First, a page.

How Vogue Got Modern

he Met Gala is the one night each year when the fashion industry lives up to its potential, when Rihanna sweeps up the steps of the Metropolitan Museum of Art in a fox fur–trimmed robe the color of an egg yolk, its train pooling yards behind her, and all you can do is gasp, or laugh, or melt into a puddle because you just can’t believe this is real life.

A white tent goes up over the museum’s wide steps and a red (or blue, or pink) carpet is thrown down, creating a perfectly manicured universe that in the coming hours will be packed with all the ingredients for an Important Media Moment. Dozens of photographers and camera operators assemble near the entrance, and just as many reporters take their assigned spots on either side of the staircase, prepared to shout and tweet and Instagram until their throats go hoarse and their backup batteries die. The railings they stand behind are tastefully dressed in greenery. Everyone is in mandatory black-tie.How Vogue Got Modern

The first guests start to trickle in, and before long, the scene is a flash flood of musicians (Beyoncé!), actors (Blake!), athletes (Serena!), models (Kendall!), and fashion designers, who pose and preen and recline on the stairs if they’re Diddy. It’s like the Oscars, plus the Grammys, Emmys, and ESPYs, but frothier fun than any of them. As far as spectators are concerned, the red carpet is the entire point.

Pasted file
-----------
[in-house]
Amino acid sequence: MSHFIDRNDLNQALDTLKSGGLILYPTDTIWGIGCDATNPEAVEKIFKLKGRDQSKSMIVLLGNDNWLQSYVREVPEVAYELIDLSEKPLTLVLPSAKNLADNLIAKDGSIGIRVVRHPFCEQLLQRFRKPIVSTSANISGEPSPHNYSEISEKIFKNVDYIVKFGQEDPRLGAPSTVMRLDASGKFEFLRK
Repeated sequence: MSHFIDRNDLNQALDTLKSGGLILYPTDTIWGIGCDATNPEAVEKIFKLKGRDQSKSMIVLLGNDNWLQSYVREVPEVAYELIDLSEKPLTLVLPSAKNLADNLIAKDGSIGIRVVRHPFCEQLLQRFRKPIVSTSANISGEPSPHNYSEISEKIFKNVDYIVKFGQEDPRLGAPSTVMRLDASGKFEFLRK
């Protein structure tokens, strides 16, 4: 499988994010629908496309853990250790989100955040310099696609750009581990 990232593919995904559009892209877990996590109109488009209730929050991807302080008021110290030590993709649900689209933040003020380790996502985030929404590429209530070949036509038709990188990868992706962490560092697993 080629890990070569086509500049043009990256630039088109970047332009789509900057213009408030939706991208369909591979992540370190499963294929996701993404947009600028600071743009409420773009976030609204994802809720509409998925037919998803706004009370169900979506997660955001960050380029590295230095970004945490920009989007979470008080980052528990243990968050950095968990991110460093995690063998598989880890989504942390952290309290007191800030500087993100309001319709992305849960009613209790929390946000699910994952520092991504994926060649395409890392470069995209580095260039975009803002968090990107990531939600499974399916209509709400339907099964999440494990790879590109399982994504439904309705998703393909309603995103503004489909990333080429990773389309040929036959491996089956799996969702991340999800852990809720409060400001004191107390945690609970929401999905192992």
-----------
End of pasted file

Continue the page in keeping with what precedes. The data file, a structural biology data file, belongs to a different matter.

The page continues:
The annual fundraiser for the Met’s Costume Institute is an irresistible, often viral soup of celebrity and over-the-top style, and it’s all engineered by Met trustee and Vogue editor-in-chief Anna Wintour, for whom the Costume Institute was renamed in 2014. She oversees who gets to come, where they sit, and, frequently, what they wear.